This is not a city of cars, I refuse to believe it. My town is hemmed in by bright rails to the north, a rail hub in its heart, our river flowing with trains running the length of it. Our city stitched through with tracks, our air washed clean after the cold front, the broad oaks jettison their freight of leaves, veining the sky with bare limbs. The sound of the trains, cold and clear, is the sound of purity. My morning sky, tree hemmed, is a delta viewed on an atlas and there is no better day to be alive.
I heard John Henry bound this city himself in rails, laid a thousand tracks in one day, a hammer in each hand. I found the knuckles in each clenched fist fit together like a gear. The gears in the gut of my saw fit one to the next like teeth stitched to a jaw. It turns, it is relentless. I drove my truck to work for ten years with a deer’s jaw wedged where the dash met the windshield. I dreamt I went to war with the jaw of a mule and killed a thousand men. There is a jaw-bone wedged where the earth meets the sky. It is a lever.
One cold day in the woods, long ago, one of the grown-ups came running frantic around the bend, get off the tracks he said, there is a train coming. There is a train coming, he said, get off the tracks, there is a train coming.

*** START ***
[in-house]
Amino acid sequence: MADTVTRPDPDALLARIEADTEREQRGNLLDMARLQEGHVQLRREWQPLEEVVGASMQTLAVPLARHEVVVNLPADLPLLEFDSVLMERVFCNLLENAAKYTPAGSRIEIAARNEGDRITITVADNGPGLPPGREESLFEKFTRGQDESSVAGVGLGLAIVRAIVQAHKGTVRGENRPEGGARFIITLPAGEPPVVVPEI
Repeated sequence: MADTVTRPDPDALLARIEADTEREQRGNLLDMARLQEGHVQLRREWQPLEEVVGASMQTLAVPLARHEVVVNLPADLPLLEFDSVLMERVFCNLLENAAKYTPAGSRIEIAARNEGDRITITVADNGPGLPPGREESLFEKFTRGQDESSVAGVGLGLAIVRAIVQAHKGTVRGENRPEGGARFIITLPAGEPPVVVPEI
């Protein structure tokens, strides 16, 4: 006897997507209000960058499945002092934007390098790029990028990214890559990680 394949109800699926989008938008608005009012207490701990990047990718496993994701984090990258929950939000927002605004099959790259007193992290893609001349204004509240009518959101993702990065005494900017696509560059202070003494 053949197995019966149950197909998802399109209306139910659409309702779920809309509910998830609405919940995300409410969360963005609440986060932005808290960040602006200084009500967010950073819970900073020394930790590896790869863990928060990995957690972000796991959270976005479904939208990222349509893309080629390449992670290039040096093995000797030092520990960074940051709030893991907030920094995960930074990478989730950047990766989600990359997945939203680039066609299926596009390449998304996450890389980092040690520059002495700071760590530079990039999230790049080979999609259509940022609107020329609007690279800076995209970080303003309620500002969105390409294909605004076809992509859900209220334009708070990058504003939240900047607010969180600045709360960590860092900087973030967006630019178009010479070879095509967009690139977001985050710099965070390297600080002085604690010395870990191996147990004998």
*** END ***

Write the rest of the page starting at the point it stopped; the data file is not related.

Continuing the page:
It is defiance that raises me each morning,
To provide for mine with whatever talent
I can summon to my hands, without insurance, without benefits.
I am one of the American craftsmen, my life
Can end tomorrow and no one could weep.
It is Apollo who comes to dredge the earth,
The rebellious earth breathing fire at his arrival.
It is Apollo who hangs his freight of fire above us
Each day. It is the rebellious nature of my daughter
In her car seat commanding me, “fast and fast and fast.”
The son born to the Japanese hair-stylist was named Apolo, who raised him alone. The boy sprung up, wild and restless, strung his days together getting fucked up. He dreamt the idea of a speed-skater. His woke to his friends falling dead around him. The father stole his son away and abandoned him in a cabin in the great northern woods. The weight of snow taught the boy to shut up and listen to the thing thumping in his chest.
Apolo rose before each morning, and heading out to the frozen lake,
Lashed his skates to him. Imagine for me, please, the sound a man makes
Over broad ice, the friction of his life reduced to two lines of bright steel.
His breathing. Summoning whatever strength he has in his legs to push
Away from gravity, our earth’s death of inertia. The very air trembling
Around him, the indeterminate speed of his life, near frictionless
Over fast ice, vanishing, hundreds of miles away from the rest of us.